That said, the Meetup milieu is strongly 4E focused and shaped in large part by RPGA play, and I felt both the adventure James created for us to use and the approach the other DMs took to running it reflected this background. I don’t think this is the best introduction for party people of whom 90% are new to roleplaying altogether and 10% have purple-hazy memories of playing AD&D back in the day, so I tried to balance fitting in to the Meetup framework with being more accessible to newbies. One thing I did in this regard was to draw up simplified character sheets, leaving off skills and movement speed and referring to feet instead of squares in case people wanted to play in a more freeform way:
Here’s some ideas about what went well and what I’d do differently if I were doing a D&D party again:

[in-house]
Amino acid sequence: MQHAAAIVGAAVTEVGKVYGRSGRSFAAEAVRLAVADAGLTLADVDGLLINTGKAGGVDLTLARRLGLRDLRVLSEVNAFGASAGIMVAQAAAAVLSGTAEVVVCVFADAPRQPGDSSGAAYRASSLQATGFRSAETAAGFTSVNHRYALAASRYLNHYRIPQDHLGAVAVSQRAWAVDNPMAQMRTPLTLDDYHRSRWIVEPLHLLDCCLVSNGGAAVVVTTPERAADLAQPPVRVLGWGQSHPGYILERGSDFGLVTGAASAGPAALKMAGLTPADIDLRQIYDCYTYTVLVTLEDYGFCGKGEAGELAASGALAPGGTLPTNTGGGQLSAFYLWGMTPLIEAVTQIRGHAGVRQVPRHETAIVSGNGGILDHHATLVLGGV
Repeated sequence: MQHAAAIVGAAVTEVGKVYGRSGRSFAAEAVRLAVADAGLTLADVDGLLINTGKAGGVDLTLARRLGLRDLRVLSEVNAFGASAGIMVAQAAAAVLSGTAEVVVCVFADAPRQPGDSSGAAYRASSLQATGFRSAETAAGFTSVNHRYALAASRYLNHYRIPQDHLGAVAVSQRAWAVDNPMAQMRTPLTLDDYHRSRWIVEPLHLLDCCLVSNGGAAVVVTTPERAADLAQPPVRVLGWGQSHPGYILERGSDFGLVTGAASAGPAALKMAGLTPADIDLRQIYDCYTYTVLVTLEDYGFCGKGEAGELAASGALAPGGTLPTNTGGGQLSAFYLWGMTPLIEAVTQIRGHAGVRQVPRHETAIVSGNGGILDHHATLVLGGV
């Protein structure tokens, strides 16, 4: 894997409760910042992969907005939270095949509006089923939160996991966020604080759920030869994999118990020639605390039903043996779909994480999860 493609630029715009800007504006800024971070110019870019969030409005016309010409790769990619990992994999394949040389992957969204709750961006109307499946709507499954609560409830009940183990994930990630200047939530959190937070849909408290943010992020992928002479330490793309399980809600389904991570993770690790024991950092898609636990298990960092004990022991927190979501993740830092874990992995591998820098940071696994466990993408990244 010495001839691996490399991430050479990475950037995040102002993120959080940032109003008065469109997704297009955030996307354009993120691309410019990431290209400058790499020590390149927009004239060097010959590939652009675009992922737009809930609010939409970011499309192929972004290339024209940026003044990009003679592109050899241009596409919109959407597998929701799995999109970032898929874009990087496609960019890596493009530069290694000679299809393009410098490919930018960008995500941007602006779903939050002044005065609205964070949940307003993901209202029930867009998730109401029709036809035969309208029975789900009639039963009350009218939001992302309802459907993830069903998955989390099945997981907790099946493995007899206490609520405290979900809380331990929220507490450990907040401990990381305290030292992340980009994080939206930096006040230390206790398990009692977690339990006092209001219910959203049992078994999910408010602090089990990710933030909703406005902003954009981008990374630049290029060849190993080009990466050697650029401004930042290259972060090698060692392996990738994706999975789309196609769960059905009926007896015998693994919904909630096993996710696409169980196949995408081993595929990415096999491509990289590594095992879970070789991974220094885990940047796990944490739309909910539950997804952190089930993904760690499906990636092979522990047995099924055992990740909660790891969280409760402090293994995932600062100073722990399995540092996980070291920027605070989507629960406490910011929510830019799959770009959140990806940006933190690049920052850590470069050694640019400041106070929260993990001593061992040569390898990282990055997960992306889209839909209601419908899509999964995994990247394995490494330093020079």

- Work the Door. The collision of worlds was immediately apparent in that the Meetup folks showed up on time, as you do for a RPG session, while the artist’s friends trickled in belatedly as you do for a party. This meant that the gamers were already locked into adventuring parties in mid-swing by the time the others arrived, with the result that the non-Meetup folks mostly gawked and talked amongst themselves at the bar. I think it would have worked better to have each DMs doing a high-turnover gameshow deathtrap, like the Tower of Gygax event or Jim Ward’s convention games of Metamorphosis Alpha, and to have someone (ideally in a wizard costume or somesuch) meet each newcomer and direct them to whatever DM has a vacancy. It’d help to have a handout that had a few social-level rules, like “people take turns saying what they want their character to do in the game” and “if you want to take a break from playing, you can either wait until your character dies or say that they’re going to help guard the mules.”